Before a magazine or a newspaper comes into being, it goes through various painstaking processes. Reporters are deployed, articles are written, images are curated, font sizes are decided, complex software is used to create visually appealing covers and finally content is printed and distributed for you to enjoy. But, things have changed. Haven't they?
While many print publictations still follow this cumbersome process just to get news to the few who still read physical copies, the real content consumption no longer happens at the publisher's end. It happens in places like Facebook or Twitter or Google or Apple or Yahoo, or the slew of apps that promise to keep us updated and connected every second of our lives.
The new newsmakers
Tech companies are known to adopt creative marketing strategies and right now, the trend is clearly tilting towards monetising user content. In the recent past, we have seen most major tech companies enter the news and media arena, pushing out publishers to retain as many of us as they can, on their own platforms.
Apple made its News app available with the rollout of iOS 9. "You no longer need to move from app to app to stay informed," says the page advertising the Apple News app on the company's website. The app presents users with contetnt from 70+ publishers including - The New York Times, New Yorker, Quartz, Vanity Fair and more. Apple News is also expected to adopt a subscription based model soon, allowing publishers to charge for their content.
Facebook introduced a standalone news app called 'Notify' in November. Notify includes content from the likes of CNN, Buzzfeed and other popular media publications. So whether you’re into sports, celebrities, news, movies, music or shopping, Notify sends you notifications from selected “stations” across a variety of categories.
Google initiated the Accelerated Mobile Pages (AMP) platform to load content faster by providing programming infrastructure to publishers. The project relies on AMP HTML, a new open framework built entirely out of existing web technologies, which allows websites to build light-weight webpages. Nearly 30 global publishers signed up for the AMP initiative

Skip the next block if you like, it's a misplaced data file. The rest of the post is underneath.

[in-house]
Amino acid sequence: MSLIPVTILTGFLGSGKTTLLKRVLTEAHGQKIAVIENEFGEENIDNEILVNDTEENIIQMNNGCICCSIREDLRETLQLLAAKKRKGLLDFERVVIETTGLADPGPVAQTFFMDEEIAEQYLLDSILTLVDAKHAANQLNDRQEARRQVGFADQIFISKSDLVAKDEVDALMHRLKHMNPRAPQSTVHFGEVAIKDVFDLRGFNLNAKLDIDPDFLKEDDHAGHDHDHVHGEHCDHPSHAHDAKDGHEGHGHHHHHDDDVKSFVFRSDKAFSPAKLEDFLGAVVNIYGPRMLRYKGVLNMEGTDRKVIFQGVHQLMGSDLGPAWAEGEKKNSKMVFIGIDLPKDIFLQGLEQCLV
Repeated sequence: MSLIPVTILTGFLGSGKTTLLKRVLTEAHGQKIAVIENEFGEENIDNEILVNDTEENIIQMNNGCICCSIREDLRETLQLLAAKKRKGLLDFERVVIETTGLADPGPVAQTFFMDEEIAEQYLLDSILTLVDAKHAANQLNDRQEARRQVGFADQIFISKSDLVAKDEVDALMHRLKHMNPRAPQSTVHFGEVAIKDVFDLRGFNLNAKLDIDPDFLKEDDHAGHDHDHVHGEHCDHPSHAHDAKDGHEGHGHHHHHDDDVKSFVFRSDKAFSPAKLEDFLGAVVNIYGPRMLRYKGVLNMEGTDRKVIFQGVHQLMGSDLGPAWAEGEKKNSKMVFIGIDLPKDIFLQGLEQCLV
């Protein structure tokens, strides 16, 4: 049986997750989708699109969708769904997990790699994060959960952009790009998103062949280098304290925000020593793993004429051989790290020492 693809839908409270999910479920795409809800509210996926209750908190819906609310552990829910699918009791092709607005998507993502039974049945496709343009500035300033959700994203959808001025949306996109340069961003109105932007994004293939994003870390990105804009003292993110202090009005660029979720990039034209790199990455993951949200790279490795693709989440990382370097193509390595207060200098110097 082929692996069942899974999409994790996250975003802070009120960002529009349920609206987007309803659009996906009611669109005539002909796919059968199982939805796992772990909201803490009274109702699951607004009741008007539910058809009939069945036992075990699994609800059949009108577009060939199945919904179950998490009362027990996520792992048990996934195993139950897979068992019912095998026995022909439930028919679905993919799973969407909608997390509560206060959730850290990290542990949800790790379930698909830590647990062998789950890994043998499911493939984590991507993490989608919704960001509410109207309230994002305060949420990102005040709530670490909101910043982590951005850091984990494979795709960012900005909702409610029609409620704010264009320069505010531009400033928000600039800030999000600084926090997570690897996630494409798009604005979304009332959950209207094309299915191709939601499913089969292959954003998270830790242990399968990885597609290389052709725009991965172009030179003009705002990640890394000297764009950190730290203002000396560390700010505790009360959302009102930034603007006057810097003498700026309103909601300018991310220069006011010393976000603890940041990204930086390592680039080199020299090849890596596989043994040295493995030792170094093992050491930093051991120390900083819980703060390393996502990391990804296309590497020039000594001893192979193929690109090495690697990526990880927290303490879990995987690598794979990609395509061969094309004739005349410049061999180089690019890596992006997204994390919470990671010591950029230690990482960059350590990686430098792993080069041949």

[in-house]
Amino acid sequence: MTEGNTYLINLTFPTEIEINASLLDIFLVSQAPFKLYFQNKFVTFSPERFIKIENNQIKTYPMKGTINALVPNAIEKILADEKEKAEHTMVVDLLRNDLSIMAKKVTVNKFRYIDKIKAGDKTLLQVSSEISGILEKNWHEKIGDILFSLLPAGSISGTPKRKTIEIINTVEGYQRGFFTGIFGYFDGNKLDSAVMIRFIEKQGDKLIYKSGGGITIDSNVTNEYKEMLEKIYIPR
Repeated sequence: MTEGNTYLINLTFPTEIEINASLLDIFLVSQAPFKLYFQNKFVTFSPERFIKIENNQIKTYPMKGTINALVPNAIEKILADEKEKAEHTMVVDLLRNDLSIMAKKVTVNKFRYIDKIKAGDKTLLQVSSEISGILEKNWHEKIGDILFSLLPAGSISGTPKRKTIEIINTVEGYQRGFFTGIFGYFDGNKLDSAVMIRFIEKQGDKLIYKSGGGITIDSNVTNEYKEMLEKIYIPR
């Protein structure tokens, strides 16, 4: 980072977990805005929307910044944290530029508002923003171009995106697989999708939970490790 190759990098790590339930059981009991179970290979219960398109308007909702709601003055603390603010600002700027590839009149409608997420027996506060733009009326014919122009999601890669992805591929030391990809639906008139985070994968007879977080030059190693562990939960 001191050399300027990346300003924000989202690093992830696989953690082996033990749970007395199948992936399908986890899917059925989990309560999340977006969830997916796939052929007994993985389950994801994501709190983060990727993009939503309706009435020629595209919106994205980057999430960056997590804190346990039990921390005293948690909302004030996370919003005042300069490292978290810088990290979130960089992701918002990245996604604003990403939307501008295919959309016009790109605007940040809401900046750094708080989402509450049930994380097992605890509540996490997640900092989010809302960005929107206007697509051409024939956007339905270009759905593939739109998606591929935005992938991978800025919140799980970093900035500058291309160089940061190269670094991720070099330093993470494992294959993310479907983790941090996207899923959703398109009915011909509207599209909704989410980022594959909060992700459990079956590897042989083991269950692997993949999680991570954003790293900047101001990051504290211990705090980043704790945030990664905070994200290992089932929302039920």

Twitter launched the Moments service to provide users with curated Tweets from top stories. There is also an option of integrating the Periscope app, which allows live-streaming and viewing of content. The company is also planning to go beyond its 140 character limit, which could then be another viable place to offer news content.
Microsoft has also been in the news distribution market for a while and has just launched a new iOS news app called News Pro, which aims at providing users with news stories related to their work.
Yahoo has been a news player for a long time now and runs apps such as the Yahoo News Digest, to offer political, entertainmnet, tech and other such stories
Clearly, competition is heating up in the content space but the battle is ensuing not between publishers and publications, but between tech companies vying for our attention. It's also no surprise that the most popular interface will win this battle. The only question is - which one?
So, what does this mean for the content of the future?
It is a well known fact that the internet and the avenues of its access are only going to expand in the future. For tech companies to build content, it's as simple as a handshake with content publishers and then building some code. Every major tech company that we engage with today is feeding us with our daily dose of information and admit it or not, we are addicted. What would Facebook be without a customised news feed and autoplay videos? What would Twitter be if media companies decided to delist from the platform and start their own? Obviously, the popularity of these platforms will ensure such a situation never occurs, but it makes for a grave realisaton - Not only the data generated by us but also the data consumed by us, is (and will be in the future) largely controlled by the technology industry.
Did You Know: Amazon and Netflix are this year's biggest buyers of films and documentaries showcased at the Sundance film festival .
Interestingly enough, if reading content curated by tech companies is a disturbing fact, what's more worrying is the fact that all these tech companies are also pushing to provide internet services. Facebook has Free Basics, Google has its Loon project, Microsoft is partnering with local governments to provide free WiFi hotspots. So now, not only are tech companies our content providers but they will soon be responsible for providing us with internet access as well. Hence, it is absolutely neccessary for us as consumers to make an informed choice when relying on tech platforms for news consumption. But, is the choice really ours to make?
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